Precinct 333

Saturday, October 02, 2004

Oil-For-Palaces Enablers

Guess which three nations kept the UN's Oil-for-Food program from being effectively monitored. France, Russia, and China.
In a briefing paper given yesterday to members of the House subcommittee investigating the program, the investigators said their review of the minutes of a United Nations Security Council subcommittee meeting showed that the three nations "continually refused to support the U.S. and U.K. efforts to maintain the integrity" of the program.

What's more, the UN wasn't even willing to really look too closely at what happened to the money from oil sales permitted under the program.
The paper also accuses the United Nations office charged with overseeing the program of having "pressed" contractors not to rigorously inspect Iraqi oil being sold and the foreign goods being bought. The program office, headed by Benan Sevan, who is also under investigation by a committee appointed by the United Nations, turned a blind eye to corruption charges, the paper says, because it apparently saw oil-for-food "strictly as a humanitarian program."

The program operated in such a way as to make it a perfect breeding ground for corruption -- and the extent of the problem is not fully known due to US stonewalling of investigations.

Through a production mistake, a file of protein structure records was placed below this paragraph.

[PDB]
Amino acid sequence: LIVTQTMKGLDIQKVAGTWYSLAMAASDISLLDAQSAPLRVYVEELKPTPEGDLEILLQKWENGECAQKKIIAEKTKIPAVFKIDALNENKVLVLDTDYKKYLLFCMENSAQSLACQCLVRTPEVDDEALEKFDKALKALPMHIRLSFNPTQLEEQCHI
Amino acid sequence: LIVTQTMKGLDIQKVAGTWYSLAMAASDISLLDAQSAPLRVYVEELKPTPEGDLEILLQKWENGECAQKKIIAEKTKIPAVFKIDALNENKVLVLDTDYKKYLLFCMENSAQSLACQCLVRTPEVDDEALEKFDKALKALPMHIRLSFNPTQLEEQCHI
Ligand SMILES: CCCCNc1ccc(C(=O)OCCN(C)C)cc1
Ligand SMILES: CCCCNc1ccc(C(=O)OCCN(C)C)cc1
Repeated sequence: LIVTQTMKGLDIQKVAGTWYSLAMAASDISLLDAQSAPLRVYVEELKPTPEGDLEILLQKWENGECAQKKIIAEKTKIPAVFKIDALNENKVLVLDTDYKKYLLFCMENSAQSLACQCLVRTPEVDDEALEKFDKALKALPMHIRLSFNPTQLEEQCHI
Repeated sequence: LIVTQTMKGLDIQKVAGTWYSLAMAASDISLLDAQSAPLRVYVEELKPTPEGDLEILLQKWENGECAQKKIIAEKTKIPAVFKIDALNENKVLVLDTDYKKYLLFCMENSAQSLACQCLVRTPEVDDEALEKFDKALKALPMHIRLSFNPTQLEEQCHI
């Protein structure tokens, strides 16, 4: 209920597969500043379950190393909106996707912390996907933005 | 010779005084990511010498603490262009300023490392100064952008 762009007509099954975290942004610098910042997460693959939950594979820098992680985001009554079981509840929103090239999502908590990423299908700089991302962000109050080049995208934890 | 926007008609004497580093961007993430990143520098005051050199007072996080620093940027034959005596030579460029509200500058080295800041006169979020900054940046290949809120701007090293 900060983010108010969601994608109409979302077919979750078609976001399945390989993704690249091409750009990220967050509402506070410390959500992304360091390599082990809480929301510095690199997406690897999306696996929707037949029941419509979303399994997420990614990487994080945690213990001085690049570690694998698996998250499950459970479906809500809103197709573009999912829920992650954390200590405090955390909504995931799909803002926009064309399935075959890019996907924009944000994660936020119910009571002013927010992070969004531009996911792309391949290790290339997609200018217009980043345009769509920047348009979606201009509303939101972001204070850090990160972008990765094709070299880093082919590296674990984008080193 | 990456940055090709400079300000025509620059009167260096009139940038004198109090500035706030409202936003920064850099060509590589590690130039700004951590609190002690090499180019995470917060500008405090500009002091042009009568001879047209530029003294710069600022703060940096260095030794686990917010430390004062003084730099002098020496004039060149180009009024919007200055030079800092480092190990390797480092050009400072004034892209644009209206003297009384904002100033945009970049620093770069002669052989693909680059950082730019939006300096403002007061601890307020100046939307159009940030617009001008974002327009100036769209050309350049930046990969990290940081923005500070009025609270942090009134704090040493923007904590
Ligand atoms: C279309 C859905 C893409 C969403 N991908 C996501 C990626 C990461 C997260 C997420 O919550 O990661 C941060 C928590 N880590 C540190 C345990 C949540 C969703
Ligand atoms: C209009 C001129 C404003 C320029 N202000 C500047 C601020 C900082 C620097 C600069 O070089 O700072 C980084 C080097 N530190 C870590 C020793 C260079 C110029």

The paper concludes that the program's greatest weakness was a lack of transparency. "Most transactions involving the program were done behind closed doors or sometimes illicitly," it states. The lists of oil purchasers and aid providers were not known. The United Nations internal audits continue to be withheld from United Nations members and the public.

Maybe rather than having US military and foreign policy "pass the global test" like John Kerry wants, the United States should insist that all UN actions pass the United States' test! Yet one more reason to support the president's reelection.


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